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Reel Time Fishing Northwest

Mark Yuasa covers fishing and outdoors in the Pacific Northwest.

June 11, 2010 at 12:56 PM

Local fishing group comes up with an idea to increase Lake Washington sockeye runs


State Fish and Wildlife held a public meeting on the state of Lake Washington’s sockeye salmon on May 26 at the Issaquah Hatchery, and one sport fishing group came up with a proposed plan they think would enhance sockeye runs to the huge urban watershed.

The Muskies, Inc. local chapter group says a way to increase sockeye returns is by using a biological control method.

The group proposed introduction of tiger muskies for three years at a cost of about $10,000 per year, which was offered as an “option” to greatly reduce the number of predatory northern pike-minnows.

Only 22,166 adult sockeye returned to Lake Washington last year, the lowest since 1972.

In 2006, the lake hosted a 13-day sport fishery when 458,005 sockeye returned. At least 350,000 are needed for spawning escapement before any type of fishery is allowed. Other times when a fishery occurred was 2000, 2002 and 2004.

In a release by Muskies, Inc. they reported that Jack Tipping, a retired state Fish and Wildlife biologist found that the 1995 introduction of tiger muskies to Merwin Reservoir in southwest Washington reduced the number of northern pike-minnows by around 80-percent, and subsequently the kokanee, landlocked sockeye salmon, sport fishery skyrocketed.


Adding credence to this idea, is a recently completed thesis by Niccolo Piacentini, “Exploring the Impact of Introducing Tiger Muskies to the Lake Washington Ecosystem Using Ecopath”.

Excerpts from his report:

1: “The ecopath models have made it apparent that a controlled introduction of Tiger Muskies in the Lake Washington ecosystem could potentially have an extremely beneficial impact on the juvenile sockeye population ”

2: “The mortality due to predation of juvenile sockeye would be cut down by over 40-percent, nearly doubling the survival rate.

Niccolo added: “Another interesting point that his study makes is that the other fish populations, especially the cutthroat trout, would not suffer from the introduction of tiger muskies because their rates of biological production are higher than that of the northern pike minnows; they may actually even benefit from such an introduction.”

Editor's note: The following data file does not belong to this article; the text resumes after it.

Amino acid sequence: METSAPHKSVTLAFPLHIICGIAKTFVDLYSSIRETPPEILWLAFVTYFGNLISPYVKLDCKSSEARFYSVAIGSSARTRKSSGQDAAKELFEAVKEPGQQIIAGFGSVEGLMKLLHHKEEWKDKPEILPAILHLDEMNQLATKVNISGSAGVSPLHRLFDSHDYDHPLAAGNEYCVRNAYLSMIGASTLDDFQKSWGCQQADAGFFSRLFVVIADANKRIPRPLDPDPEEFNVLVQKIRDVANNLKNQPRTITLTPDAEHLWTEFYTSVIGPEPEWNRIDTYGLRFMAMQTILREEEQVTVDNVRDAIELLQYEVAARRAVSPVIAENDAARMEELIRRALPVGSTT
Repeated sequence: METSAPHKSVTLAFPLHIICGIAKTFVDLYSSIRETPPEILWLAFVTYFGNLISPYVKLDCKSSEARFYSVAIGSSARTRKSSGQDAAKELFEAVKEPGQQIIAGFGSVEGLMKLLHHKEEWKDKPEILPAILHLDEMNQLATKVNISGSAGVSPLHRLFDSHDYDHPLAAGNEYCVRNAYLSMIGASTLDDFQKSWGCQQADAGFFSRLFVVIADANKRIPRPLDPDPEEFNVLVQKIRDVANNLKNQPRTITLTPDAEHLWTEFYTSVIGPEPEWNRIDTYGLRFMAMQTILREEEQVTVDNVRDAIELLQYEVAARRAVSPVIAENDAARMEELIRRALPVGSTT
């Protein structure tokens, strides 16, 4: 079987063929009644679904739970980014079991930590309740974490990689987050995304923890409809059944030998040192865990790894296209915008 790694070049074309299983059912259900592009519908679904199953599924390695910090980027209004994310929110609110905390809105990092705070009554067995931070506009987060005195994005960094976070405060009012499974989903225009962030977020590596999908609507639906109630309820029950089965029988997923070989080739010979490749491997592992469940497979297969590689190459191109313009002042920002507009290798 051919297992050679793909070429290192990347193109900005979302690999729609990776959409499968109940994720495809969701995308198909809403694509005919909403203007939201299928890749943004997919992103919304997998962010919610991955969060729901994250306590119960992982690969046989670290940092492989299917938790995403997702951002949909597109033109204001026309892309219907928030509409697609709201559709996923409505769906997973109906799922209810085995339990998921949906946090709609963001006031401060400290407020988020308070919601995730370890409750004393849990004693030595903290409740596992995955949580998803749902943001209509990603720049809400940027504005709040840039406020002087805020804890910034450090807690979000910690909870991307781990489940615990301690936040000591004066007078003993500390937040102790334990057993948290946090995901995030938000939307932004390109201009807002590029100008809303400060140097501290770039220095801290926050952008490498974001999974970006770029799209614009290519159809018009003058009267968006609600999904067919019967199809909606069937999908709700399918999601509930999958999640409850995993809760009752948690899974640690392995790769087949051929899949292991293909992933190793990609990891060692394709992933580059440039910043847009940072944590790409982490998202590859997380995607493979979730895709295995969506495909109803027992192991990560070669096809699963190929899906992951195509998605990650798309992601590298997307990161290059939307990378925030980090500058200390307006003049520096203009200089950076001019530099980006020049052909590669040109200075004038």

“Some level of funding is available to help with this kind of project, via our Grant Program geared toward research”, added Perry Peterson, V.P. Internal Affairs, Muskies, Inc., who has more than 50 chapters across the United States.

Tiger Muskies are a sterile hybrid and were first introduced into Washington in 1988 as a biological control of northern pike-minnows. They are currently planted into seven Washington lakes by the state Fish and Wildlife for fish control purposes.

The topic of the meeting was construction on a permanent hatchery facility on the Cedar River that was set to begin this spring or summer, and be finished and operational by September 2011.

A temporary hatchery that has been in place since 1991 has the capacity to produce 17 million fry, and has only done so once during that period. The permanent hatchery could produce 34 million fry.

“Scientists that we have spoken to believe the new hatchery should be built,” Frank Urabeck, a longtime sportfishing advocate and Cedar River Council member said in a recent Seattle Times story.

“Lately we haven’t even been near that (17 million fry) level of capacity,” Urabeck said. “By adaptively managing the new permanent hatchery with less than full capacity releases of fry initially, (it) should give us some idea of what the actual yield is in terms of adult returns,” Urabeck said.

Urabeck also mentioned that one way to avoid overwhelming the food source in the south end of the lake would be to transport some of the fish and spread them out over the entire lake.

(Photos taken by Seattle Times staff photographers)



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